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    I think Mao's Bells of Moscow was exquisite, haunting, and memorable. I am glad that you think of it as highly as I do. But apparently we are in the minority.
  17. Vash01

    Vash01 Well-Known Member

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    I think you are contradicting yourself- praising Miki for sticking with one coach (Morozov) and praising Shizuka for changing coaches. I also have to disagree with you about Miki abandoning the quad, the 3-3 and the Biellman. She never consistently landed the quad. The only time it was ratified- as a junior- was ur and COP would never have given her credit for that. She also had injuries from training that jump, so it was wise to drop it. She dropped the 3L-3R because the judges would not give her credit for the second 3, no matter what. It was not worth the effort. Miki never had a Biellman type flexible body.

    Shizuka essentially lucked into the two big titles she won- worlds 2004 and Oly 2006. IN 2004, Michelle did not do well in the QR, and Sasha crumbled in the LP, which opened the door for Shizuka. I give her credit for going to Tarasova, but without those things happening, she would not have won the gold. It was even more obvious in the Olympics. Shizuka did not even do her most difficult content- no 3-3 combinations. Again, Michelle was out, Irina and Sasha both crumbled under the Olympic pressure and the gold fell into Shizuka's lap. Again, I give her credit for going to Morozov at the right time. She seemed to have a knack for making the right switch at the right time, but without lady luck smiling on her, I doubt that she would have won the championships. I am not saying she is not a great skater, but she was lucky too.

    Now look at Mao. She is naturally flexible, has wonderful lines, posture, and she does a beautiful +GOE type Biellman spin. She has landed the 3A numerous times in competitions. At times it was downgraded, but many times she got full credit for it. It was not enough to overcome the huge marks the judges were giving Yu na Kim (she was overmarked, IMO in 2010, though she deserved the win). If she can land the 3A, I see no reason for her to abandon what sets her apart from other skaters. She does need to bring back the 3f-3R or 3f-3t back in addition. It seems she has taken the necessary steps to improve herself, after Vancouver. She went to a coach who would help fix her jump technique. So I don't understand your criticism of Mao at all. I admire her desire to improve, even after 2 world titles and an Olympic silver. Whether she wins the OGM or not, she will always remain a skater I admire for her technical and artistic skills, but most of all for her fighting spirit.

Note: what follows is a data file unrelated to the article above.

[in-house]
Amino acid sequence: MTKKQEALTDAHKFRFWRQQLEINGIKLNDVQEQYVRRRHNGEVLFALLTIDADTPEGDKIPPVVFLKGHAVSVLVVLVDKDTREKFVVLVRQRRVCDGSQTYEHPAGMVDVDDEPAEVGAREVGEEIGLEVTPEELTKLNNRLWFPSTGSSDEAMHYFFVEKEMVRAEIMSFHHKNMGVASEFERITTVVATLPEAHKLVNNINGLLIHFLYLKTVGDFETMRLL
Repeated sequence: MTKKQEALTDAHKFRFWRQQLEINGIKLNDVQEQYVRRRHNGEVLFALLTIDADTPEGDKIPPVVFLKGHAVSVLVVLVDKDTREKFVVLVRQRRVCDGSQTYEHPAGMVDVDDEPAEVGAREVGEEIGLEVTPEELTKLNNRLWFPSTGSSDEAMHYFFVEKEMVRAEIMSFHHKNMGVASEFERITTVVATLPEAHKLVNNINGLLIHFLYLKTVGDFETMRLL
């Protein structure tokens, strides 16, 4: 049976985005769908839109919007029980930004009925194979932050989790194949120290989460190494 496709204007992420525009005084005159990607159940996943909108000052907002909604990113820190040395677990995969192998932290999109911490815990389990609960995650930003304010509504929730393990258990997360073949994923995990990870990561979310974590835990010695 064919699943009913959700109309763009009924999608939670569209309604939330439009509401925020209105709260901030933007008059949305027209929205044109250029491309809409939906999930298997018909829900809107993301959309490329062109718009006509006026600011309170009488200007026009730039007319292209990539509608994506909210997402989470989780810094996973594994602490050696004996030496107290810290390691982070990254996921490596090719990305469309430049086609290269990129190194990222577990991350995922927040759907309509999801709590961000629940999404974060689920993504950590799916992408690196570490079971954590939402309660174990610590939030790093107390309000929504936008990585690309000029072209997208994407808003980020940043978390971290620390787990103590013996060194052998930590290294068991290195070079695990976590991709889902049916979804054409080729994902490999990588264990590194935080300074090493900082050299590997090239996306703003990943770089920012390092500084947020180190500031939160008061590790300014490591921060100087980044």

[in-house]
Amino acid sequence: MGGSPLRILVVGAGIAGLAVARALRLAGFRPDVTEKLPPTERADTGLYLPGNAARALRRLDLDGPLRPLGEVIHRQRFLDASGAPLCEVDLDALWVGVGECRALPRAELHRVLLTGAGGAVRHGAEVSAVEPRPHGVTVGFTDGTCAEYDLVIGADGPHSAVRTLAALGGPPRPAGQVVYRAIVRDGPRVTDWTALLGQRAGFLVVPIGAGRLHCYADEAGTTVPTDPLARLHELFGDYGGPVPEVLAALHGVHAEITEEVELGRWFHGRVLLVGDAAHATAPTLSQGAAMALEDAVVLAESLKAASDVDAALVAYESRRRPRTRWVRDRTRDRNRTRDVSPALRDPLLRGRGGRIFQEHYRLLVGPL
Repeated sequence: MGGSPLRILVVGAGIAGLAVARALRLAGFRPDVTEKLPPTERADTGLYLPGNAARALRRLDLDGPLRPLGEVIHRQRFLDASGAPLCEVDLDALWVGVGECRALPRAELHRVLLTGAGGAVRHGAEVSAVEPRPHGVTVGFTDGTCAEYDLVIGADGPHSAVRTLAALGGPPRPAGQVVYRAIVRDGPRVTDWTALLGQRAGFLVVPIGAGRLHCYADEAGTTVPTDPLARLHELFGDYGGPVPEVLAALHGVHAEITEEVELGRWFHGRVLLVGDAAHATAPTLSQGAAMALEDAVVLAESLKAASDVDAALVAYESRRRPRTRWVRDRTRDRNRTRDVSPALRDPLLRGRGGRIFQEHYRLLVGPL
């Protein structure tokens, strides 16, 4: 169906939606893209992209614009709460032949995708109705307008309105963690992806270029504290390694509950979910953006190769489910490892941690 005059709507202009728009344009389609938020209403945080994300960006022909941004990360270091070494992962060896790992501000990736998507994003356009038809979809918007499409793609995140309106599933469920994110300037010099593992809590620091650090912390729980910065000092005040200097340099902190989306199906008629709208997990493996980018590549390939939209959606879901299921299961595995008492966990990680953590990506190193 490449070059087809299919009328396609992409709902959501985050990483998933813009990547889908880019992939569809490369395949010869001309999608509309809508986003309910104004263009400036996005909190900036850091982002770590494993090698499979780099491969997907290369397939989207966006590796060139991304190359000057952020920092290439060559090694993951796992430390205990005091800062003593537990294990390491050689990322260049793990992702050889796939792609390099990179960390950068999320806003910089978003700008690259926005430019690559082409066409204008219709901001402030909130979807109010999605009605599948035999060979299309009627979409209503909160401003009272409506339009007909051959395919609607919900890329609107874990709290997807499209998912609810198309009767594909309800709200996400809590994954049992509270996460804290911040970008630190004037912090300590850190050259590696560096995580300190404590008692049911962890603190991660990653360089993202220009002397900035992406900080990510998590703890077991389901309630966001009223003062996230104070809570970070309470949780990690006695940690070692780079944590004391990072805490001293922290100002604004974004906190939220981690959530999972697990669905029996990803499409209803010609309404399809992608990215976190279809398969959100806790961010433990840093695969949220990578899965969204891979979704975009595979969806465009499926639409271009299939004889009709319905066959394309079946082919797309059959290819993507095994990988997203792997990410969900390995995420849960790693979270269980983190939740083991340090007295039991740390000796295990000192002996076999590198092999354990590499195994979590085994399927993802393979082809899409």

18. Jammers

    Jammers Well-Known Member

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    Shizuka skated out of her head at Worlds in 2004. Sasha would had a hard time beating her even if she didn't crumble.
  19. Belinda

    Belinda New Member

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    I am only talking about conscious decision making, planning & self management, not the rights/wrongs of their decisions, or whether they had no choice but make those decisions or whether they are good or not so good skaters as a result of those decisions. Miki made a conscious decision to stick with Morozov despite pressure from the Japanese Federation. Shizuka changed coaches of her own volition. Miki could have lost to Kim last season and Shizuka might have ended with a bronze in Turin but my view of their intentionality in career management would not change.
  20. Vash01

    Vash01 Well-Known Member

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    We will just have to agree to disagree on this one since you are so convinced that Mao did nothing to further her career, and Shizuka and Miki were the smart ones.

    Go MaO! Prove this poster wrong!
  21. miki88

    miki88 New Member

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    She chose Sato as her coach. That counts as a initiative and a smart one. :)
  22. Vash01

    Vash01 Well-Known Member

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    Sasha was in first place. All she had to do was skate clean, and the judge would have given her 6.0's based on her beauty alone. Shizuka's tech marks were high, but presentation marks were beatable.
  23. Mayra

    Mayra Well-Known Member

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    You know you've heard it all when someone thinks Miki sticking with Morozov somehow demonstrates her superior life skills over Mao. :rofl:
  24. Belinda

    Belinda New Member

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    Dear Vash01 and Mayra

    I hope as much as you do that you are right and I am wrong!! As I really want Mao to realise her potential. Thanks for your responses to my comments.
  25. Roxanne

    Roxanne New Member

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    Here is a recent Mao interview translated by linglang from Mao's fan forum

    Mao Asada “I want to become a beautiful skater this season”

    Mao Asada turned 21 years old on Sept. 25. Over the last two seasons, she struggled in the early stages of the season and often put uneasy look on her face. However, this is the second year since she went to her new coach and her cheerfulness has come back.

    Spent good time-off; Kyoto trip and driving license